WASHINGTON (9/4/13)--The Federal Deposit Insurance Corp. has entered the fray in the National Credit Union Administration's suit against Barclays Capital, supporting an NCUA appeal and arguing that the statute of limitations had not expired when the agency filed suit against the financial firm in September 2012.
U.S. District Judge John W. Lungstrum in Wichita, Kan., dismissed the agency's $550 million claim against Barclays in July, stating that they were time-barred and NCUA hadn't filed the case in time. The judge at that time claimed a tolling agreement NCUA had entered into with the defendants, and which NCUA had argued extended the time allowed to file the lawsuits, was "not effective in extending the applicable three-year limitations period under the Extender Statute." A tolling agreement allows more time in which to file a lawsuit after the statute of limitations time expires.
The NCUA appealed this decision this summer.
The FDIC in its brief echoed elements of the NCUA appeal, saying that Lungstrum erred when he misread the extender statute. The extender statute, the FDIC said, does not prohibit tolling agreements. This argument is also upheld by the Financial Institutions Reform, Recovery, and Enforcement Act of 1989 (FIRREA), the FDIC said, arguing that a contrary ruling could limit the FDIC's ability to apply its own statute of limitations extender provisions in suits related to failed banks.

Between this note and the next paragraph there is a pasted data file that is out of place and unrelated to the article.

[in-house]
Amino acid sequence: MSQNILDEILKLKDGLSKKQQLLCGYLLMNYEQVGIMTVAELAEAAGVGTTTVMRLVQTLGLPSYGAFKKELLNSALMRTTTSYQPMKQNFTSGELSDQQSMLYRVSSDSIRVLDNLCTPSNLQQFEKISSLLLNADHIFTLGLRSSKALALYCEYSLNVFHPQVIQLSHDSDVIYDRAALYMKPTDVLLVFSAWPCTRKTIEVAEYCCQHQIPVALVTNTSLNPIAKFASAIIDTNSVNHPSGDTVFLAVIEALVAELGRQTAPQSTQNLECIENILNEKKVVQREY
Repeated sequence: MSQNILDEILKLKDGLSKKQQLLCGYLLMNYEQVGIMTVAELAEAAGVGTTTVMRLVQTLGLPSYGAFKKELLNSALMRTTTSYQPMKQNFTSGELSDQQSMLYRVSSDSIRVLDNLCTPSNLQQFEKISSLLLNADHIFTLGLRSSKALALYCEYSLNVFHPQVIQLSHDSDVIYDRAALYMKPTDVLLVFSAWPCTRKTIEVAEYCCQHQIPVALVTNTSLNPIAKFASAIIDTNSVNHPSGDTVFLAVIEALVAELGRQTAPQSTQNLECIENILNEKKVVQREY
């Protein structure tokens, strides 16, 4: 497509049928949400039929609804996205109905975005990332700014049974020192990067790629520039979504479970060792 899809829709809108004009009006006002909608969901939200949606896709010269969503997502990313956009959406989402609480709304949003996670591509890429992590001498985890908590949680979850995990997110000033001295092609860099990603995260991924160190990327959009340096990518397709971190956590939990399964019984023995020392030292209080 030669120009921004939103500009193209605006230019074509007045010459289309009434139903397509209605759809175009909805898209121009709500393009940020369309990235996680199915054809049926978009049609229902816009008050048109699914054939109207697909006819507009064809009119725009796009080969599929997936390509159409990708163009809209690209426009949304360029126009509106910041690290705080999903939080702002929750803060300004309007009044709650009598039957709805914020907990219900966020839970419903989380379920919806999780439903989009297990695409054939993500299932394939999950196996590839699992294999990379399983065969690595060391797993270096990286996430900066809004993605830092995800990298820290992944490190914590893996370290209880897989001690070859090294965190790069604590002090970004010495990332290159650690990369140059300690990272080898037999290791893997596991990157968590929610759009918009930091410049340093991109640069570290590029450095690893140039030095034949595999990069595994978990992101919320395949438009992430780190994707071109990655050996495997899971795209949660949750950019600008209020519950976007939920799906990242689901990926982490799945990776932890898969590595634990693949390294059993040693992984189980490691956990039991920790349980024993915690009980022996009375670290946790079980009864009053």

"There is simply nothing in the structure, purposes, goals, relevant case law, or legislative history of FIRREA to support the District Court's conclusion that the Extender Statute precludes the use of tolling agreements," the FDIC said. FIRREA "was intended by Congress to stabilize the banking system by protecting depositors and creditors of failed banks and the public generally," the FDIC added.
The NCUA Barclays suit is one of many filed by the agency in a bid to reclaim losses stemming from residential mortgage-backed securities (RMBS) sold to corporate credit unions.
The U.S. 10th Circuit Court of Appeals last week ruled that the agency may move forward with lawsuits against Barclays and 11 other firms. That decision related to a separate NCUA case against RBS Securities. There was no mention of tolling agreements in that case.
NCUA has also filed suit against Barclays Capital, Credit Suisse, Goldman Sachs, J.P. Morgan Securities, UBS Securities, Wachovia, Washington Mutual, and Bear Stearns alleging violations of federal and state securities laws in the sale of mortgage-backed securities to the five corporate credit unions.
In related actions, the agency has reached $335 million in settlements with Bank of America, Citigroup, Deutsche Bank Securities and HSBC.